|Monitoring - multi-port5||7 (55)||(2)||(6)||(8)||(14)||(12)||(13)||(0)|
|Monitoring - multi-depth6||50 (150)||(22)||(47)||(40)||(34)||(7)||(0)||(0)|
1The number in parentheses represents the number of sampling points for multi-depth and multi-port (Westbay) wells.
2Based on completed well depth for individual wells, or bottom of sampling point for multi-depth and multi-port (Westbay) monitoring wells.
3Insufficient information for classification.
5Borehole or cased multi-port (Westbay) well with 5-10 sampling points at different depths, each separated by packers. A total of 55 sampling points among the 7 wells. Each sampling point is represented by a unique site identifier in the USGS National Water Information System (NWIS).
6Multiple wells installed within the same borehole; 50 multi-depth monitoring wells contain 150 individual wells at different depths.
7Includes wells used for production or of unknown use or status.
Methods used for well purging, sample collection, sample analysis, and data reporting for the data collected by the USGS generally followed the procedures given in the USGS National Field Manual for the Collection of Water Quality Data (U.S. Geological Survey, 2014) and Mathany and Belitz, 2009, Wright and Belitz, 2010, and Dawson and Belitz, 2012. Methods used by the MWA for individual wells and multi-depth wells generally followed those used by the USGS; the USGS provided training in field methods approximately annually (written commun., Ronald G. Fay, U.S. Geological Survey, 2010). Methods used by the MWA to develop and sample the multi-port wells are described by the MWA Field Sampling Plan (written commun., Anna Garcia, Mojave Water Agency, 2014). Samples collected by the USGS typically were filtered and were analyzed by the USGS National Water Quality Laboratory in Denver, Colorado. Samples collected by the MWA typically were unfiltered and were analyzed by Test America in Irvine, California. Data from both laboratories were quality-assured by the USGS and MWA as a part of the aforementioned studies. Although results from filtered and unfiltered samples were combined for this mapping efforts, the results from the unfiltered analyses could differ from those from the filtered analyses because of the potential presence of particles larger than 0.45-micron, the pore size of the filters used for the filtered analyses. The difference between unfiltered and filtered water concentrations is likely to be small because procedures for sampling included purging the well before collecting samples until the water was clear and the field parameters (water temperature, pH, and specific conductance) were stable.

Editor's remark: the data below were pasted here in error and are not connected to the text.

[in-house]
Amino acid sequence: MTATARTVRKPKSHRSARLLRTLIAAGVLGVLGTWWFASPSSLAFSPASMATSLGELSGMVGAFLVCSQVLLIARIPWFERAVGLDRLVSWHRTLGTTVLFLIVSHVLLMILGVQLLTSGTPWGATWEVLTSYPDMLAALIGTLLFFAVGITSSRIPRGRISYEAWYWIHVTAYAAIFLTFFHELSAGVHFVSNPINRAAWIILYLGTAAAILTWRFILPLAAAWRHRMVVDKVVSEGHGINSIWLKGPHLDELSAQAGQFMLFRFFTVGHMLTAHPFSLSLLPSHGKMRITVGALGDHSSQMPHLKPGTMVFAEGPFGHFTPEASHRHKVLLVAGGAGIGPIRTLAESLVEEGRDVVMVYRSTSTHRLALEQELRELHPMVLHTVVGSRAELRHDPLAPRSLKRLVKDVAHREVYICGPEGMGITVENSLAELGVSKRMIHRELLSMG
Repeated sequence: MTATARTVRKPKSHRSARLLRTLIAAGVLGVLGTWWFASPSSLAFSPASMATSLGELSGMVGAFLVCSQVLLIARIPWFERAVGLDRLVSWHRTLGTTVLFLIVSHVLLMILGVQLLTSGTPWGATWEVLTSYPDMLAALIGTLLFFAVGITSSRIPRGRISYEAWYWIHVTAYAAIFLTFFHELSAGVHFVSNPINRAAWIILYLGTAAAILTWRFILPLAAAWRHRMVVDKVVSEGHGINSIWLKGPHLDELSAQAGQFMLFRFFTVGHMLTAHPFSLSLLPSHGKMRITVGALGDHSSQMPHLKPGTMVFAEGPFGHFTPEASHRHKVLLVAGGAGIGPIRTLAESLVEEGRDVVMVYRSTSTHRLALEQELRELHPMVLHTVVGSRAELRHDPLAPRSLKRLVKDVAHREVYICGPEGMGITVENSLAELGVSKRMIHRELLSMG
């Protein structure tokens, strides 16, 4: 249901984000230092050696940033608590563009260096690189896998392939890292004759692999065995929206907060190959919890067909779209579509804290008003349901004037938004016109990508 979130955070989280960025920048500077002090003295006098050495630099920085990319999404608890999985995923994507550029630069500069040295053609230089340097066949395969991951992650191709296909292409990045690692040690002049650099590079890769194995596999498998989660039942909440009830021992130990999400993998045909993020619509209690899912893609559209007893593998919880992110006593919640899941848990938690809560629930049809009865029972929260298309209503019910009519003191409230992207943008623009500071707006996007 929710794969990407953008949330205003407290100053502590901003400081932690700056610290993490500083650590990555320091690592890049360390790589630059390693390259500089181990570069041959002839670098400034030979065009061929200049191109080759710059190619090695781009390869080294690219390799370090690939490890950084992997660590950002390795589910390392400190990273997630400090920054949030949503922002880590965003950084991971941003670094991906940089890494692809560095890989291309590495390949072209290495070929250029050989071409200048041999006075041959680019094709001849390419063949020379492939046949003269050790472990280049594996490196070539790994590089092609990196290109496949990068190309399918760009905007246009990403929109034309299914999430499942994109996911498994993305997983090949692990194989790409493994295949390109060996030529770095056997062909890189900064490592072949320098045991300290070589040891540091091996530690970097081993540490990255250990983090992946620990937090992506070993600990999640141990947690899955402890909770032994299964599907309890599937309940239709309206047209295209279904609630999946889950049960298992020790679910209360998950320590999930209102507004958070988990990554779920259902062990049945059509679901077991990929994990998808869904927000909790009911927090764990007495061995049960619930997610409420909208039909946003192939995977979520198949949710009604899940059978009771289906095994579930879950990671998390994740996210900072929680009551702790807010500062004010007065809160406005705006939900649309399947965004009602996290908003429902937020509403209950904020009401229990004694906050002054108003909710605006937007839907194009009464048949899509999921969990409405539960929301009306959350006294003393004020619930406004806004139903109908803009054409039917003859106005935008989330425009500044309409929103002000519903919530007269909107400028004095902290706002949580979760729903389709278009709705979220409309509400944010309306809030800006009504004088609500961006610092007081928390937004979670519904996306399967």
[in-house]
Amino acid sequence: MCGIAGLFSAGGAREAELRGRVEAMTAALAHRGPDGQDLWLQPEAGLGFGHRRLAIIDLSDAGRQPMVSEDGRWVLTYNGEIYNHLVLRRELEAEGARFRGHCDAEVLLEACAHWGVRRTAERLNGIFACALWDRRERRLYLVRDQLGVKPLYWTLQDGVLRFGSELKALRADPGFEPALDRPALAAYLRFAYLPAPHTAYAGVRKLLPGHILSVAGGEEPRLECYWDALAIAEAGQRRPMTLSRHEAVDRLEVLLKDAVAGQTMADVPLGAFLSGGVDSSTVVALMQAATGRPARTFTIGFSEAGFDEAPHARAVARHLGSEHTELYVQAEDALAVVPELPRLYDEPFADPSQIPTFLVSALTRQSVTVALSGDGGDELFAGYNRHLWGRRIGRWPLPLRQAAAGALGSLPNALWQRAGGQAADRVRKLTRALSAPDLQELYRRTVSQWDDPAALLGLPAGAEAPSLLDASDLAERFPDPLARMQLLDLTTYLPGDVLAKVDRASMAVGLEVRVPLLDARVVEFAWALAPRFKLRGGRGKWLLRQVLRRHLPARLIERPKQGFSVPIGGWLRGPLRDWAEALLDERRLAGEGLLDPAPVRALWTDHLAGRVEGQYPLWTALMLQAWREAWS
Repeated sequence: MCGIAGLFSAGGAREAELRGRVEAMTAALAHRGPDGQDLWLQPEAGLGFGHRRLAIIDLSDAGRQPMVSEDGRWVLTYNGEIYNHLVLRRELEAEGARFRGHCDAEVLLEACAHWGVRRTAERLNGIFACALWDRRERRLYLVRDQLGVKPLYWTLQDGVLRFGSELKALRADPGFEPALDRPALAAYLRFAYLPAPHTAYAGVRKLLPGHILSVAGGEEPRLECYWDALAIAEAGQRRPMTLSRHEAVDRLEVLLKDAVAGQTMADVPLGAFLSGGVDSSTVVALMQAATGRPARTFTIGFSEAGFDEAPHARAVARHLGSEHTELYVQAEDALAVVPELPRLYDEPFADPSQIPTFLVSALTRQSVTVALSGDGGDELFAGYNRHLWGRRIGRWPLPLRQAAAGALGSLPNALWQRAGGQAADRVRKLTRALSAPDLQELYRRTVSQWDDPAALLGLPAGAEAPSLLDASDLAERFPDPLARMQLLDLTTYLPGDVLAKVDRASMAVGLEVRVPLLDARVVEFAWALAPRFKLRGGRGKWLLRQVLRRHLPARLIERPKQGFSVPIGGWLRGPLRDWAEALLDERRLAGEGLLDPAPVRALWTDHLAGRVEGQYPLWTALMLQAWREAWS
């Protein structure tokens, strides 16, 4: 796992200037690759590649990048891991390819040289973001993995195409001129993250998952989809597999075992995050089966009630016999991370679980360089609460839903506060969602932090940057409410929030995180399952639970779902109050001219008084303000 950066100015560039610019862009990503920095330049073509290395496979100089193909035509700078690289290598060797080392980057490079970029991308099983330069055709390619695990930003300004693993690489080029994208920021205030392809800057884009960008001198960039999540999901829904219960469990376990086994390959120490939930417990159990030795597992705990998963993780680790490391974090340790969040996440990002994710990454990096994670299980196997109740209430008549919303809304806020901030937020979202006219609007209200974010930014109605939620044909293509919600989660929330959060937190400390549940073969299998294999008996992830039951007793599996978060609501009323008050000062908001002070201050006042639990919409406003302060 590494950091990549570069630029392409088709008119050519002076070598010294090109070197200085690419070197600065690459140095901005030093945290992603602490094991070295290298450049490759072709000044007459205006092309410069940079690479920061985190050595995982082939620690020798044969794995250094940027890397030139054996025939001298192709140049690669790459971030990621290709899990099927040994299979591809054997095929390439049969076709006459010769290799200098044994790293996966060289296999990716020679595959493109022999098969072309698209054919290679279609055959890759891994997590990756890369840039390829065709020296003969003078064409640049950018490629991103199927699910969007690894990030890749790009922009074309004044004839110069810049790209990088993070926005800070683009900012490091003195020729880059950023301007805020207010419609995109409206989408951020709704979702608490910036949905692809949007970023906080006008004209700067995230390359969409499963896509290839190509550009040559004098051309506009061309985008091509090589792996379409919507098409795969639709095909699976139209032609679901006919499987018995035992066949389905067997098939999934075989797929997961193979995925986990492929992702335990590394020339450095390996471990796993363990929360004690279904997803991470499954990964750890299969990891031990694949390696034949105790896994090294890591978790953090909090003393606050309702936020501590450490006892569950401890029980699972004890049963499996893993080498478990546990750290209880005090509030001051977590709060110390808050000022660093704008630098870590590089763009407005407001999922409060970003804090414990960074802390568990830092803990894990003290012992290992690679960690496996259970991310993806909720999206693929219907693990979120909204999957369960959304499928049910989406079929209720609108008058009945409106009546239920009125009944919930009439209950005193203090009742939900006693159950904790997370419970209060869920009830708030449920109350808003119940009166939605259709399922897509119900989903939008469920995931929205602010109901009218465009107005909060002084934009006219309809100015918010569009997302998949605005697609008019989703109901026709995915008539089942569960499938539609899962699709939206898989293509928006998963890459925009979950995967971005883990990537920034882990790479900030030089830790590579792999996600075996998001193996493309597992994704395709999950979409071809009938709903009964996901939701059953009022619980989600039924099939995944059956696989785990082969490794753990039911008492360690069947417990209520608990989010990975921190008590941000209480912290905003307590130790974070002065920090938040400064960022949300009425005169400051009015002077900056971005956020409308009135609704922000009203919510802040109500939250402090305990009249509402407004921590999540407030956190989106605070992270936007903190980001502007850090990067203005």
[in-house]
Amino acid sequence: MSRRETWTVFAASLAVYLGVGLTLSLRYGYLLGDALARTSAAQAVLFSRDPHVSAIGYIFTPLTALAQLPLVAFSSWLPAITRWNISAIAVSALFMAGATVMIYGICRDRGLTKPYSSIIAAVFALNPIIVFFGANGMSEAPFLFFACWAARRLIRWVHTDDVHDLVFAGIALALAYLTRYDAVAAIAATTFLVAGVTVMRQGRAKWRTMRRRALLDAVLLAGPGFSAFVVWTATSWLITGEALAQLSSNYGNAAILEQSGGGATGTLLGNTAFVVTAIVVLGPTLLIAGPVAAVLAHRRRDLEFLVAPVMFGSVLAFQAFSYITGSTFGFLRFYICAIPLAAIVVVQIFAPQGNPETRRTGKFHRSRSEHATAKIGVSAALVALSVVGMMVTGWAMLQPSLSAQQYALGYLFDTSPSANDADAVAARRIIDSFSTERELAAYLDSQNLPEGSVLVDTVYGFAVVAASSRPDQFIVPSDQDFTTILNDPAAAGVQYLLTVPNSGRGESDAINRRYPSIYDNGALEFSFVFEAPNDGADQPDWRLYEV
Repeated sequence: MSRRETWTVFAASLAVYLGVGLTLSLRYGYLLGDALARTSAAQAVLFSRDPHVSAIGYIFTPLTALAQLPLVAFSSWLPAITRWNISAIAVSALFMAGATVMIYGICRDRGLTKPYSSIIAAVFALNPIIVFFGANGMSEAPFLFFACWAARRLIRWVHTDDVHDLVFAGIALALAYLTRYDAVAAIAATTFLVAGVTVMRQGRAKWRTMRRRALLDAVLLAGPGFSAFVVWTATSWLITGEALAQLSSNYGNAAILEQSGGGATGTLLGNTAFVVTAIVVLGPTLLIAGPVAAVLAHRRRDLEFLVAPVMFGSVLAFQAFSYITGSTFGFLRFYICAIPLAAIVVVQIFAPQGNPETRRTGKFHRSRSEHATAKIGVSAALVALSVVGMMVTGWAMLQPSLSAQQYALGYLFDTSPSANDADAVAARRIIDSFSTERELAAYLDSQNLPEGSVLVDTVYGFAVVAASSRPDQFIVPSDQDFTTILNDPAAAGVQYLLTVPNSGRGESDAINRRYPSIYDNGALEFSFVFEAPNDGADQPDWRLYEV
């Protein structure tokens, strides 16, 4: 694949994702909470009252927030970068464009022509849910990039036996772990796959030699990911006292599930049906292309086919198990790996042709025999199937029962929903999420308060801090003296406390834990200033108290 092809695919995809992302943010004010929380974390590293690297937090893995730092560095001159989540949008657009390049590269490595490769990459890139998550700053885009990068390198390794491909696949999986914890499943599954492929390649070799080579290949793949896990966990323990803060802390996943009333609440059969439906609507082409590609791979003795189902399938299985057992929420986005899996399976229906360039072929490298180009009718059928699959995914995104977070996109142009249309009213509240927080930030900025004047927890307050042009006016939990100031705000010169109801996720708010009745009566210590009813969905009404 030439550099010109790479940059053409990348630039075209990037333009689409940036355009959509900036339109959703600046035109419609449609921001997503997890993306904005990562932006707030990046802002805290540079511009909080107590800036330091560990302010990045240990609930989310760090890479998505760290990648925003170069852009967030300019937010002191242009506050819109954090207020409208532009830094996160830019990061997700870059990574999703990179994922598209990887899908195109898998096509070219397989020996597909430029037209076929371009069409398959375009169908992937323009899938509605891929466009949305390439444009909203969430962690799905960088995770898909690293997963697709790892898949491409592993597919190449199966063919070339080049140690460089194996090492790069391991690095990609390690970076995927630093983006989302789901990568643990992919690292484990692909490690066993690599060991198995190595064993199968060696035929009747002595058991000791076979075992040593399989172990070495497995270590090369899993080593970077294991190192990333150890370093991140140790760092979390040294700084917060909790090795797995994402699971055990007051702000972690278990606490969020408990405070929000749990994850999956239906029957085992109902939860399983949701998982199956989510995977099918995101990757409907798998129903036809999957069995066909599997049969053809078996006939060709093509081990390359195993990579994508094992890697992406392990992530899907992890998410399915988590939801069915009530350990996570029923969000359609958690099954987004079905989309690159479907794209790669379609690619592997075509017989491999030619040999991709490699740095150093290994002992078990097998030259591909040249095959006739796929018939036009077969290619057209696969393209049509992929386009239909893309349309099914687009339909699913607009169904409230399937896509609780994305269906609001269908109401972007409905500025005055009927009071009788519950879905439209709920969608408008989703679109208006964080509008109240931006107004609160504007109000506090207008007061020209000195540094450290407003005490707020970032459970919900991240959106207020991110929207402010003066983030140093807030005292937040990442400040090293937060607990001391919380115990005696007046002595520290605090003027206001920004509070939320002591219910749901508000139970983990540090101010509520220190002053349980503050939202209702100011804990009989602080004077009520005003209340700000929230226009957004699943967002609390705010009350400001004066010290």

The amount of data available varied by sampling point and constituent. The number of sampling points that had data for the 12 mapped constituents ranged from 71 for uranium to 433 for arsenic (table 2). The number of analyses for each sampling point ranged from 1 to 15 during 2000-12. About half of all sampling points used for mapping arsenic, boron, total chromium, fluoride, iron, manganese, nitrate plus nitrite (as N), and total dissolved solids had multiple analyses. In comparison, less than 40 percent of the sampling points used for mapping chromium-6, dissolved oxygen, uranium, and vanadium had multiple analyses during 2000-12. Sampling sites that had multiple analyses from 2000-12 are represented by the median concentrations on maps. The use of median concentrations means that the maps tend to represent the central tendency for each constituent, rather than the minimum or maximum.
|Constituent||Units||Reporting level (lowest - highest)||Benchmark||Number of sampling points||Detection Frequency Classification (%)||Range of concentrations for mapped wells||Median concentration for mapped wells|
|Type||Value||Very High Concentration||High Concentration||Moderate Concentration||Low Concentration|
|Arsenic||µg/L||1.0 - 2.0||MCL-US||10 1||433||4.4||17.3||10.9||67.4||0.1 - 359 µg/L||2.6 µg/L|
|Boron||µg/L||39 - 100||NL-CA||1,000||355||1.7||9.0||11.8||77.5||7 - 22,500 µg/L||97 µg/L|
|Chromium-6||µg/L||0.1 - 1.0||MCL-CA||10 2||355||1.1||11.3||15.2||72.4||0.6 - 98 µg/L||1.5 µg/L|
|Chromium, total||µg/L||0.07 - 2.0||MCL-CA||50||399||0.2||2.0||2.8||95.0||0.05 - 278 µg/L||1.7 µg/L|
|Dissolved Oxygen||mg/L||0.2||na||na||226||na||na||na||na||< 0.2 - 16.7 mg/L||4.4 mg/L|
|Fluoride||mg/L||0.1||MCL-CA||2||432||1.4||9.0||8.3||81.3||0.06 - 156 mg/L||0.5 mg/L|
|Iron||µg/L||3.2 - 40||SMCL-CA||300||426||1.9||1.6||2.1||94.4||2.1 - 25,500 µg/L||5.7 µg/L|
|Manganese||µg/L||0.13 - 5.0||SMCL-CA||50||426||3.7||3.3||3.7||89.2||0.1 - 7,180 µg/L||0.80 µg/L|
|Nitrate + Nitrite (as N)||mg/L||0.04 - 0.26||MCL-US||10 3||428||0.2||3.7||6.3||89.8||0.02 - 122 mg/L||0.88 mg/L|
|Total Dissolved Solids 4||mg/L||na||SMCL-CA||1,000 5||425||1.4||11.1||14.8||72.7||110 - 19,200 mg/L||330 mg/L|